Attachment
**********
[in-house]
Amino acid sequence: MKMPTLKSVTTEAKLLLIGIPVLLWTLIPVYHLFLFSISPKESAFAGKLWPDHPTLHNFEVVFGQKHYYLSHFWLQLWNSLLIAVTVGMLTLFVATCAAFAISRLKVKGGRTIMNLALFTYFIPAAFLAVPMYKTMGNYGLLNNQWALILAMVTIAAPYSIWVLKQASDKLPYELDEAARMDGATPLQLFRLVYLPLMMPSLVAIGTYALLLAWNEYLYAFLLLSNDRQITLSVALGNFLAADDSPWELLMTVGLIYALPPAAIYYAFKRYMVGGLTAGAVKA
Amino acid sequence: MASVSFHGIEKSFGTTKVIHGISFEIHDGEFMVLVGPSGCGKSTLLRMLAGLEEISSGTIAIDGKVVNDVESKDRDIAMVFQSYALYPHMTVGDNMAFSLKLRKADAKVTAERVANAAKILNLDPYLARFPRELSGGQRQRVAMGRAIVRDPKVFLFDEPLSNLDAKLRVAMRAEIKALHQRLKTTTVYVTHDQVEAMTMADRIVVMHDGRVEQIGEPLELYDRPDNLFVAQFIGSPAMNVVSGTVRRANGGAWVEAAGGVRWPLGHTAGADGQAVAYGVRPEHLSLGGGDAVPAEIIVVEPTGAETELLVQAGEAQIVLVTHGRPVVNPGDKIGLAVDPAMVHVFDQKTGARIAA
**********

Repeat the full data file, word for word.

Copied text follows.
[in-house]
Amino acid sequence: MKMPTLKSVTTEAKLLLIGIPVLLWTLIPVYHLFLFSISPKESAFAGKLWPDHPTLHNFEVVFGQKHYYLSHFWLQLWNSLLIAVTVGMLTLFVATCAAFAISRLKVKGGRTIMNLALFTYFIPAAFLAVPMYKTMGNYGLLNNQWALILAMVTIAAPYSIWVLKQASDKLPYELDEAARMDGATPLQLFRLVYLPLMMPSLVAIGTYALLLAWNEYLYAFLLLSNDRQITLSVALGNFLAADDSPWELLMTVGLIYALPPAAIYYAFKRYMVGGLTAGAVKA
Amino acid sequence: MASVSFHGIEKSFGTTKVIHGISFEIHDGEFMVLVGPSGCGKSTLLRMLAGLEEISSGTIAIDGKVVNDVESKDRDIAMVFQSYALYPHMTVGDNMAFSLKLRKADAKVTAERVANAAKILNLDPYLARFPRELSGGQRQRVAMGRAIVRDPKVFLFDEPLSNLDAKLRVAMRAEIKALHQRLKTTTVYVTHDQVEAMTMADRIVVMHDGRVEQIGEPLELYDRPDNLFVAQFIGSPAMNVVSGTVRRANGGAWVEAAGGVRWPLGHTAGADGQAVAYGVRPEHLSLGGGDAVPAEIIVVEPTGAETELLVQAGEAQIVLVTHGRPVVNPGDKIGLAVDPAMVHVFDQKTGARIAA